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She Dies Tomorrow review: A metaphor for the year 2020?

Kate Lyn Sheil as Amy in She Dies Tomorrow.
Kate Sheil in She Dies Tomorrow. Pic credit: Neon

Anxiety and depression are real struggles that can be hard to articulate. And for many in the year of our Lord 2020, the issue is rampant for a lot of us.

It’s almost unavoidable with pandemics, social media misinformation, upcoming elections, and long-term job viability for a vast amount of people — not to mention add-ons, such as Murder Hornets.

Director Amy Seimetz (who also starred in Pet Sematary) might have made She Dies Tomorrow before the coronavirus struck the globe, but its themes about anxiety are extremely timely.

That said, should you watch this psychological horror film? Will it make a list of the best horror films to watch?

Here is our full review of She Dies Tomorrow from director Amy Seimetz.

She Dies Tomorrow review: Should you watch the latest movie from Neon?

Written and directed by Amy Seimetz, the film centers around a woman named Amy (Kate Lyn Sheil) who seems fixated on one specific idea: that she will die tomorrow. When we meet her, this notion has her in such a dark state that she relapsed, and her emotional state has come to complete and total apathy.

Her house is a complete mess, and she can barely even talk on the phone. Nothing about Amy seems okay.

Shortly after, she meets with Jane (Jane Adams), who tries to pull Amy out of her murky mindset. But soon, Jane starts having the same feelings — that she too will die tomorrow.

The reasons for this happening are not abundantly clear. And Seimetz has no intention of making a straight forward story. In fact, she is demanding the viewer dig deeper into an abstract narrative.

But the arthouse horror experience of She Dies Tomorrow benefits from the ambiguity. There’s a lot that can be taken away from the film because of this approach. Much like a dark philosophical poem by Emily Dickinson, the words can mean something different for each individual who reads it.

Jane Adam and Chris Messina in She Dies Tomorrow
Jane Adams and Chris Messina in She Dies Tomorrow. Pic credit: Neon

Accomplishing such a feat as a filmmaker is not easy. Most filmmakers have trouble working in the cryptic realm of storytelling. But here, Seimetz exercises this muscle with such confidence, and it shows tremendous promise for her as a director.

She also has a strong visual style, playing with psychedelic lighting and using microscopic organisms as symbolism for loneliness.

The use of sound is also extremely effective. Once the anxiety contagion takes hold of someone, the background amplifies with intense audio. It’s impressive sound design for a horror movie and used well.

The best part of She Dies Tomorrow, though, is the themes explored throughout the film. In other interviews, Seimetz conveyed the movie is meta. This fact is in the script with the character in the film, also named Amy. It makes one wonder if she has also dealt with some anxiety/depression in her own life.

But more than that is the ever-present correlation with the current world we are all stuck inside.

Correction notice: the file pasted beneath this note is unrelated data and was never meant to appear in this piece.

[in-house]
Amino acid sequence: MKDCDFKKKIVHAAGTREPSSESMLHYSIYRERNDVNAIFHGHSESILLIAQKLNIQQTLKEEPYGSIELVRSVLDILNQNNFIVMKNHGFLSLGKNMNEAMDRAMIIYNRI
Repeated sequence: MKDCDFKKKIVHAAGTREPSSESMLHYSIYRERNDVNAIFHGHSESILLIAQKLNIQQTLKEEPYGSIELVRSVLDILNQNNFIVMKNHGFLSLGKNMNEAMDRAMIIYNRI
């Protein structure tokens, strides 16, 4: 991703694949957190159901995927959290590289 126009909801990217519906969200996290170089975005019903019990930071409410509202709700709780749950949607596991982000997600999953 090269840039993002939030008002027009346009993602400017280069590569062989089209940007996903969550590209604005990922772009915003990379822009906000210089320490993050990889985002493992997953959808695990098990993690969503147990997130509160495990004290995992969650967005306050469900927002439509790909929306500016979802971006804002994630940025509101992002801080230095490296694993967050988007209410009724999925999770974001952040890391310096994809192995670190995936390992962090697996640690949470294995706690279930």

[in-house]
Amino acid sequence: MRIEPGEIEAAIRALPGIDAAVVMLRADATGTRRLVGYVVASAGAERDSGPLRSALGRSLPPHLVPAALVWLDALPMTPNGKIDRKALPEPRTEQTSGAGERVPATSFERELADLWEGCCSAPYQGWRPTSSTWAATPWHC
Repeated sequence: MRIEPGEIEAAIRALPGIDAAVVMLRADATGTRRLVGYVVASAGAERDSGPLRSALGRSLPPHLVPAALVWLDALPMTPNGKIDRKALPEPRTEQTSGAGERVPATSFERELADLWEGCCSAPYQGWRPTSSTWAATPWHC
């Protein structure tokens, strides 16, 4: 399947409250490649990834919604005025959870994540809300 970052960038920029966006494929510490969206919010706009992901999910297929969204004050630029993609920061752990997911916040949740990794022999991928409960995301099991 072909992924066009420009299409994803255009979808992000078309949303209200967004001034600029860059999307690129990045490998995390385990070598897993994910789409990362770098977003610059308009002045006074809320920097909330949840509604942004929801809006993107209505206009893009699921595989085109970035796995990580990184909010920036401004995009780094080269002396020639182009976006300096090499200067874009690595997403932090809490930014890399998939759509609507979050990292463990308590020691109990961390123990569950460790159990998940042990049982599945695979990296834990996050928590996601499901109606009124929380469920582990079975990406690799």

Simply put, nothing about the current situation around the world can be defined as “calming.” And many are already using the phrase, “the new normal” at rates that can be annoying.

Kate Sheil and Kentucker Audley in She Dies Tomorrow.
Kate Sheil and Kentucker Audley in She Dies Tomorrow. Pic credit Neon

Every day the world wakes up to a new fear. The spiking of coronavirus in various areas, the delicate state of politics, families becoming angry with each other over social-political pressures, protests and riots, police brutality, and the list goes on. And just like the contagion in She Dies Tomorrow, the anxiety feels neverending and contagious.

The film also conveys how the contagious fear makes some of the characters feel like outcasts in their own family. This gives them a sense they don’t belong and that’s a common issue for many with mental health struggles.

Depression and anxiety are not easily understood or explained to other loved ones. Especially when the depression is caused by a chemical imbalance.

This is because of social stigmas and the misunderstandings that ensue from the symptoms it causes. This cycle makes it easy for close relationships to become weakened.

Some of this is aptly conveyed through the character of Jane with her strangeness and anxious feelings triggering people in her world.

And while most of the movie might feel like Seimetz is hitting the viewers over the head with its message, it’s the most relatable horror film that speaks to how we all feel right now.

Overall Thoughts

She Dies Tomorrow is a well-crafted arthouse horror film with themes that are extremely timely.

The movie is an extremely dark and atmospheric metaphor for the anxiety we have all been facing. Moreso, it can be seen as a commentary on depression and the side effects it can cause internally as well as externally.

Amy Seimetz has a strong career ahead of her in filmmaking and She Dies Tomorrow displays her level of confidence.

But even conceptually as a horror film, this is a very cleverly made movie about fear being a contagion. And for fans of arthouse horror cinema, it’s a wild and dreadful journey that satisfies.

She Dies Tomorrow will hit select drive-ins today and release on Video-on-Demand August 7.

John Dotson is a film and television reviewer and commentator from Texas. His favorite part of what he does is getting to discuss film and... read more
John Dotson

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